Four years ago, when Palo Alto resident Howard Hoffman went to City Hall to speak in favor of building a new dog park, a member of the Parks and Recreation Commission gave him a suggestion: Get organized.
Hoffman, a proud owner of two chocolate labradoodles, did just that. In May 2013, he founded a grassroots group called Palo Alto Dog Owners, which today has about 400 members. They attend occasional meetings, exchange emails and lobby the City Council to build more play spaces for canines.
From Hoffman's perspective, the city's dog facilities fail miserably both in quantity and quality. All three of the city's dog parks are in south Palo Alto and only the 0.5-acre one at Mitchell Park is larger than the industry standard of 0.25 acres. The other two, at Hoover and Greer parks, are 0.14 and 0.12 acres, respectively.
"You can say there are three parks, but the one at Greer Park is a joke," Hoffman told the Weekly. "No one goes there. ... It's just a narrow run -- there's no way dogs can play and exercise there. It's not much better than my backyard."
Hoffman's view that the city is neglecting its dog owners has plenty of adherents. In 2013, City Council members tried to include a dog park in the overhaul of El Camino Park, near the Menlo Park border, only to be rebuffed because of the site's proximity to San Francisquito Creek (under state law, dogs and the creek-inhabiting steelhead trout don't make for a healthy mix).
Since then, the city's leading champion of the cause has been the Parks and Recreation Commission, which over the past two years briefly considered a shared-use dog park (which didn't fly; most people apparently don't want to share their fields with Fido) and evaluated other sites for new dog runs.
Hoffman acknowledged that he would have liked a park to have been built by now.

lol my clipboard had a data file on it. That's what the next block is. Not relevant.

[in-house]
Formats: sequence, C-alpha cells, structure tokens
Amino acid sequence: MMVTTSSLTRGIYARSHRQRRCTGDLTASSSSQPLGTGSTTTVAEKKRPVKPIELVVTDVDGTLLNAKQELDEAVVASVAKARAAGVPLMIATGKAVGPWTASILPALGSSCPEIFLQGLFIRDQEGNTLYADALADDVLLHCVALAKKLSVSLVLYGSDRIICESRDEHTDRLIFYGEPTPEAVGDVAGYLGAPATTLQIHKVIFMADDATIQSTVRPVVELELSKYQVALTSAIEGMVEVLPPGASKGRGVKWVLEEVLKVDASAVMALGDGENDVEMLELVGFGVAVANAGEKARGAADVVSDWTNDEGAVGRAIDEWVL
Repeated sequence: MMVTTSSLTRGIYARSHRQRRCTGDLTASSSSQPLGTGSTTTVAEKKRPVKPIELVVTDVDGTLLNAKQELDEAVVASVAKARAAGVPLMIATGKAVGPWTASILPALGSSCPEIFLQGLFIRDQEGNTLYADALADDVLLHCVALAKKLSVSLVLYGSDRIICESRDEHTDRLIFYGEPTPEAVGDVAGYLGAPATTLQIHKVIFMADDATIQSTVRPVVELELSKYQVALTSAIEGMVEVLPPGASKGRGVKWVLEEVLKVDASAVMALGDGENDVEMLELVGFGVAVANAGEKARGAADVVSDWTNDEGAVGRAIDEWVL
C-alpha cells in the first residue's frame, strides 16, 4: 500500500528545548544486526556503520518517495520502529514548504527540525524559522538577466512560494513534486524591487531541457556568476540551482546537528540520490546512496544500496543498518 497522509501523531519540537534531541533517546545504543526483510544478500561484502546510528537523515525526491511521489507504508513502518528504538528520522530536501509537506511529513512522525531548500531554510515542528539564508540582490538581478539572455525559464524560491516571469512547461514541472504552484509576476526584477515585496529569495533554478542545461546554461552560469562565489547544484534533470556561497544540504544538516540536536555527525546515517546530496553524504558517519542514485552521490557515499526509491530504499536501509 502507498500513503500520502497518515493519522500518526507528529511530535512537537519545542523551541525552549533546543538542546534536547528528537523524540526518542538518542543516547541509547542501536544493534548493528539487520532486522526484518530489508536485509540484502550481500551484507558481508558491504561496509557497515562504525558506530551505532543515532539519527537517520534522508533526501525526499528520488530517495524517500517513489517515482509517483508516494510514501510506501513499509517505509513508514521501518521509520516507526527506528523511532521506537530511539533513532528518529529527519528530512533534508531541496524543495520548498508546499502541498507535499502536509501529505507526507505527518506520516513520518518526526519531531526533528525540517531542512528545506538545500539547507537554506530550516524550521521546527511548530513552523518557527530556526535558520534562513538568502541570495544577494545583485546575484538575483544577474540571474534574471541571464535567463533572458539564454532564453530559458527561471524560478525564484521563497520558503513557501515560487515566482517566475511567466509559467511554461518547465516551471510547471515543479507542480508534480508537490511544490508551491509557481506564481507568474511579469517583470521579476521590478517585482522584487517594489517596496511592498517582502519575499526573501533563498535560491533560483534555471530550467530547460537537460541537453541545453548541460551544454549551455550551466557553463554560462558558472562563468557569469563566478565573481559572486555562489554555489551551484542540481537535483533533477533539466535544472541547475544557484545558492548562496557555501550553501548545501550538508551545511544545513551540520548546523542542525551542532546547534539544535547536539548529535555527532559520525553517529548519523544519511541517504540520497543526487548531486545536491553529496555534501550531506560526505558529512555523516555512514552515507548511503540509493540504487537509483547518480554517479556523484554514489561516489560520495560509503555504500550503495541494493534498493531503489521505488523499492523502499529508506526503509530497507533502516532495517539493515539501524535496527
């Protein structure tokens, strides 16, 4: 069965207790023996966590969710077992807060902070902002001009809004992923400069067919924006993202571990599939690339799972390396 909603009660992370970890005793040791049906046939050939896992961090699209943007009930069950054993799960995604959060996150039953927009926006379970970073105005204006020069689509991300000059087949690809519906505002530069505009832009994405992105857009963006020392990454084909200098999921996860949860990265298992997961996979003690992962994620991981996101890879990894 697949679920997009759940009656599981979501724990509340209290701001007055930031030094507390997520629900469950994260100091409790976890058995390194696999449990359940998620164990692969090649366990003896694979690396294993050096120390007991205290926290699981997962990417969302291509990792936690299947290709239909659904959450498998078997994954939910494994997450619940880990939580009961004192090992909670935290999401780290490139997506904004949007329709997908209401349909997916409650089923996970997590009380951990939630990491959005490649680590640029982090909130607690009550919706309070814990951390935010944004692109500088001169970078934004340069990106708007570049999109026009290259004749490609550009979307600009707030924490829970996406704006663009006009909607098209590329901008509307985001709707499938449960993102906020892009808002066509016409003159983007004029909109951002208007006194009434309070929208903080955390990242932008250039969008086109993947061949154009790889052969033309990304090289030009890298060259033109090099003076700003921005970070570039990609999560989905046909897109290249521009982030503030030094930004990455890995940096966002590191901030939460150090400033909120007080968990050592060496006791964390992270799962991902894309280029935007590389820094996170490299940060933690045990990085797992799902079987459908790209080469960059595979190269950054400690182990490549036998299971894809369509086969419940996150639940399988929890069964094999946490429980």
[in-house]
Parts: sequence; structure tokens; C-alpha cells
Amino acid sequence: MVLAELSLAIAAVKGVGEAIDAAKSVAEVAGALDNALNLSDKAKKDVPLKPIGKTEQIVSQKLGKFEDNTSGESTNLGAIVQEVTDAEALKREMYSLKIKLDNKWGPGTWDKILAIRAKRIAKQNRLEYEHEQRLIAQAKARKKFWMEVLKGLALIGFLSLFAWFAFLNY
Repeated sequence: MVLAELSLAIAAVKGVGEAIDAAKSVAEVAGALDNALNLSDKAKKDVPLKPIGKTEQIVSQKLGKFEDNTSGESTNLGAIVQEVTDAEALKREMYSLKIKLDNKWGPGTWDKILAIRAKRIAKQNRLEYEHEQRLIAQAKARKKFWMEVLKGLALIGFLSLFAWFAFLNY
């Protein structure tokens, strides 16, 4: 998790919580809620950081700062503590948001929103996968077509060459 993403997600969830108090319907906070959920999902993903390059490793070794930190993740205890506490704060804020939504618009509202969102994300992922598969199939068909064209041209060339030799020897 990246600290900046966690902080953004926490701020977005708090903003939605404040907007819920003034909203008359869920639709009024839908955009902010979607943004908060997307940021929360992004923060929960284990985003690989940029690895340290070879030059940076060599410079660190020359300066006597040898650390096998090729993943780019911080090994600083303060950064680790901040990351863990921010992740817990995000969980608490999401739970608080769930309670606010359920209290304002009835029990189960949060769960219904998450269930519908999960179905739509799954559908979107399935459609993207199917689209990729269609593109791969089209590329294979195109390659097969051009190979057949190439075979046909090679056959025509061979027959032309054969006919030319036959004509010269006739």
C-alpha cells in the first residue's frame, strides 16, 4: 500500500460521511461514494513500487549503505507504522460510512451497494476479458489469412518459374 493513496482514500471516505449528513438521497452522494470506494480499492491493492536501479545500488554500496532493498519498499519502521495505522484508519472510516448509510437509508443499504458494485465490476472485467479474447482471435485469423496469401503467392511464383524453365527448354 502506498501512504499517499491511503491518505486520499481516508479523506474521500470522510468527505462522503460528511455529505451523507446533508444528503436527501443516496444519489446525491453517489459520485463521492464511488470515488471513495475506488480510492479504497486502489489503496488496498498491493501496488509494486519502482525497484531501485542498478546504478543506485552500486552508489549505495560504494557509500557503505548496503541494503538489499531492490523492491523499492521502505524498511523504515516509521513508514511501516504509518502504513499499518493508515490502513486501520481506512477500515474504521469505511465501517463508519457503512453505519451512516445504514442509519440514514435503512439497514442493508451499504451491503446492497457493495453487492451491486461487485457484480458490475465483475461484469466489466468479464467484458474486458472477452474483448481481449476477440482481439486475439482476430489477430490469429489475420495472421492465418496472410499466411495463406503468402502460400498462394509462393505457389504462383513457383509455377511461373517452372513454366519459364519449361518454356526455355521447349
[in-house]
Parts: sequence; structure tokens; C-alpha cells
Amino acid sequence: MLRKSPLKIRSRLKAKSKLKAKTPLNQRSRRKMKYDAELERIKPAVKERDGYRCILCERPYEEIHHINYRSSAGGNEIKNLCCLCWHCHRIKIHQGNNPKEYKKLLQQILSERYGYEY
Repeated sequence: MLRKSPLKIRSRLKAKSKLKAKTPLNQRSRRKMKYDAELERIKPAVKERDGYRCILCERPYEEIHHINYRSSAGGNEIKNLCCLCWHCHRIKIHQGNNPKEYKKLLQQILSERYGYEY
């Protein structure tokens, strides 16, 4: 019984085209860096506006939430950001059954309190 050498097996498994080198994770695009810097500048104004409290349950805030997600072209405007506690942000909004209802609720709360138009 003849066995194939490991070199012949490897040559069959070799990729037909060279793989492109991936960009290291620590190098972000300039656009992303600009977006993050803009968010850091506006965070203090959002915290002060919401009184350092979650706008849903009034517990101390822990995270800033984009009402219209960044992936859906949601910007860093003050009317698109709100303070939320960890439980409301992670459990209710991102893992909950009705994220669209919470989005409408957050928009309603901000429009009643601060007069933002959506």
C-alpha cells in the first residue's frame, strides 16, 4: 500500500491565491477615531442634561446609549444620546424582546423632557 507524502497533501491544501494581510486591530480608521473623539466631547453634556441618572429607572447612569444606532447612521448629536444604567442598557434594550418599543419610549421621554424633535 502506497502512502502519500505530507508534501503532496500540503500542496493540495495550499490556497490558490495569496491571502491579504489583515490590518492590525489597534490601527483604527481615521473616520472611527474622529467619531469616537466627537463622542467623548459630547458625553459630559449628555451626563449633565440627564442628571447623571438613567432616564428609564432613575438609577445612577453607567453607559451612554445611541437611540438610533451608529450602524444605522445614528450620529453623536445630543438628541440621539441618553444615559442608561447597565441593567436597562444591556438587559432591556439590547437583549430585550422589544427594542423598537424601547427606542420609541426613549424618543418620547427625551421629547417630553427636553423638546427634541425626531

"But things don't happen quickly in Palo Alto," said Hoffman, an observation that should hit home with proponents of citywide broadband networks, fancy bike bridges and a new public-safety building.
Not surprisingly, dog parks have emerged as a key policy of the city's new Parks, Trails, Natural Space and Recreation Facilities Master Plan. The policy specifies that parks for canines will not be placed in open-space preserves and identifies a list of potential locations: Bowden Park, Eleanor Pardee Park, Heritage Park, Juana Briones Park, Kingsley Island Park, Peers Park, Robles Park and Werry Park. (View a map of potential and current dog parks here. The policy also calls for improvements and expansions at the three existing dog parks. Last August, as the parks commission prepared to unanimously support a policy to build more dog parks, Commissioner Ed Lauing -- who is now serving on the Planning and Transportation Commission -- voiced a prevailing sentiment when he said that there is now "a sense of urgency" on the topic.
Former Commissioner Jennifer Hetterly agreed and noted that the city has been talking about dog parks for at least a decade but hasn't made progress.
When it comes to the City Council, dog parks straddle the ideological divide. Karen Holman, a Havanese dog owner and the council's residentialist-in-chief, has long championed new amenities for canines. And Cory Wolbach, the council's most aggressive housing advocate, said last September that he fully supports going forward with new dog spaces.
Residents also tend to favor improved amenities for dogs and their owners, even if there isn't a strong consensus on a specific solution. A recent community survey showed 59 percent of respondents supporting making improvement to dog areas, while 43 percent said it would be inappropriate not to add dog parks.
Opinions vary when it comes to solutions, though. Dog owners who answered the survey naturally showed a much higher preference for additional dedicated off-leash dog areas, with 66 percent saying these facilities are "appropriate or very appropriate." For those without dogs, the number was only 30 percent, the survey found.
Neither group showed too much enthusiasm for having off-leash dogs share spaces with humans at play.
Since last fall, more proposals have come and gone. A dog run at Bowden Park along Alma Street now seems unlikely because a public art piece would have to be relocated. And two separate proposals for Pardee Park in the Crescent Park neighborhood were shelved at the behest of tree advocates (apparently dog pee and oaks also don't mix) and neighbors who protested having a dog run next to their fences.
There will no doubt be more setbacks as the city moves ahead in implementing its ambitious new dog-recreation policy. But given the new political support, Hoffman is far from disheartened.
"We have now a situation where even the new commissioners understand that dog parks are a priority; we have a planning document that says it's one of the biggest needs in Parks and Recreation; and we have staff really committed to doing something," he said.